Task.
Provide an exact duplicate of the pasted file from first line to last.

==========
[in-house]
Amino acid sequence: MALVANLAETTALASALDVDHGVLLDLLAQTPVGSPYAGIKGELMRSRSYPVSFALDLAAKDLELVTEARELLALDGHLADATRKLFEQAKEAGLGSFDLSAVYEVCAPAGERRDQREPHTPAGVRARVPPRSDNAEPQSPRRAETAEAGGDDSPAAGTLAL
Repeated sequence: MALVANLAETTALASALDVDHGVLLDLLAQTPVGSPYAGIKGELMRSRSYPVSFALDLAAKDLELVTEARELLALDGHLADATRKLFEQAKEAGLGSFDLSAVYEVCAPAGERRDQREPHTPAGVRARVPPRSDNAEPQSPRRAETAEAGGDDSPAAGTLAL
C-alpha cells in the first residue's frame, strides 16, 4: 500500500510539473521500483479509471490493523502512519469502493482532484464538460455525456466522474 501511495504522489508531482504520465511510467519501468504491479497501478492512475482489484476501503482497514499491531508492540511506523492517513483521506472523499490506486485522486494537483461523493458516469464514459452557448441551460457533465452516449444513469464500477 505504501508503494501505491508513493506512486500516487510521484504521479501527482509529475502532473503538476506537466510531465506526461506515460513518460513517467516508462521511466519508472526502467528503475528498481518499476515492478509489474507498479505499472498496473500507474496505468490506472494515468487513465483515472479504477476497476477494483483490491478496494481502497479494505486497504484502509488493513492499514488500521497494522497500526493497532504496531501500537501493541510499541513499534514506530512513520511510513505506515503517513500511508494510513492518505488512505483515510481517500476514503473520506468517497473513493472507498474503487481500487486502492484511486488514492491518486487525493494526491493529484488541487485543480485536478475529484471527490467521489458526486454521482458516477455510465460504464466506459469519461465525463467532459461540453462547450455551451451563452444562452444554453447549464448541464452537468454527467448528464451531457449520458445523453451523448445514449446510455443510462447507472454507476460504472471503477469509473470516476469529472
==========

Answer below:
[in-house]
Amino acid sequence: MALVANLAETTALASALDVDHGVLLDLLAQTPVGSPYAGIKGELMRSRSYPVSFALDLAAKDLELVTEARELLALDGHLADATRKLFEQAKEAGLGSFDLSAVYEVCAPAGERRDQREPHTPAGVRARVPPRSDNAEPQSPRRAETAEAGGDDSPAAGTLAL
Repeated sequence: MALVANLAETTALASALDVDHGVLLDLLAQTPVGSPYAGIKGELMRSRSYPVSFALDLAAKDLELVTEARELLALDGHLADATRKLFEQAKEAGLGSFDLSAVYEVCAPAGERRDQREPHTPAGVRARVPPRSDNAEPQSPRRAETAEAGGDDSPAAGTLAL
C-alpha cells in the first residue's frame, strides 16, 4: 500500500510539473521500483479509471490493523502512519469502493482532484464538460455525456466522474 501511495504522489508531482504520465511510467519501468504491479497501478492512475482489484476501503482497514499491531508492540511506523492517513483521506472523499490506486485522486494537483461523493458516469464514459452557448441551460457533465452516449444513469464500477 505504501508503494501505491508513493506512486500516487510521484504521479501527482509529475502532473503538476506537466510531465506526461506515460513518460513517467516508462521511466519508472526502467528503475528498481518499476515492478509489474507498479505499472498496473500507474496505468490506472494515468487513465483515472479504477476497476477494483483490491478496494481502497479494505486497504484502509488493513492499514488500521497494522497500526493497532504496531501500537501493541510499541513499534514506530512513520511510513505506515503517513500511508494510513492518505488512505483515510481517500476514503473520506468517497473513493472507498474503487481500487486502492484511486488514492491518486487525493494526491493529484488541487485543480485536478475529484471527490467521489458526486454521482458516477455510465460504464466506459469519461465525463467532459461540453462547450455551451451563452444562452444554453447549464448541464452537468454527467448528464451531457449520458445523453451523448445514449446510455443510462447507472454507476460504472471503477469509473470516476469529472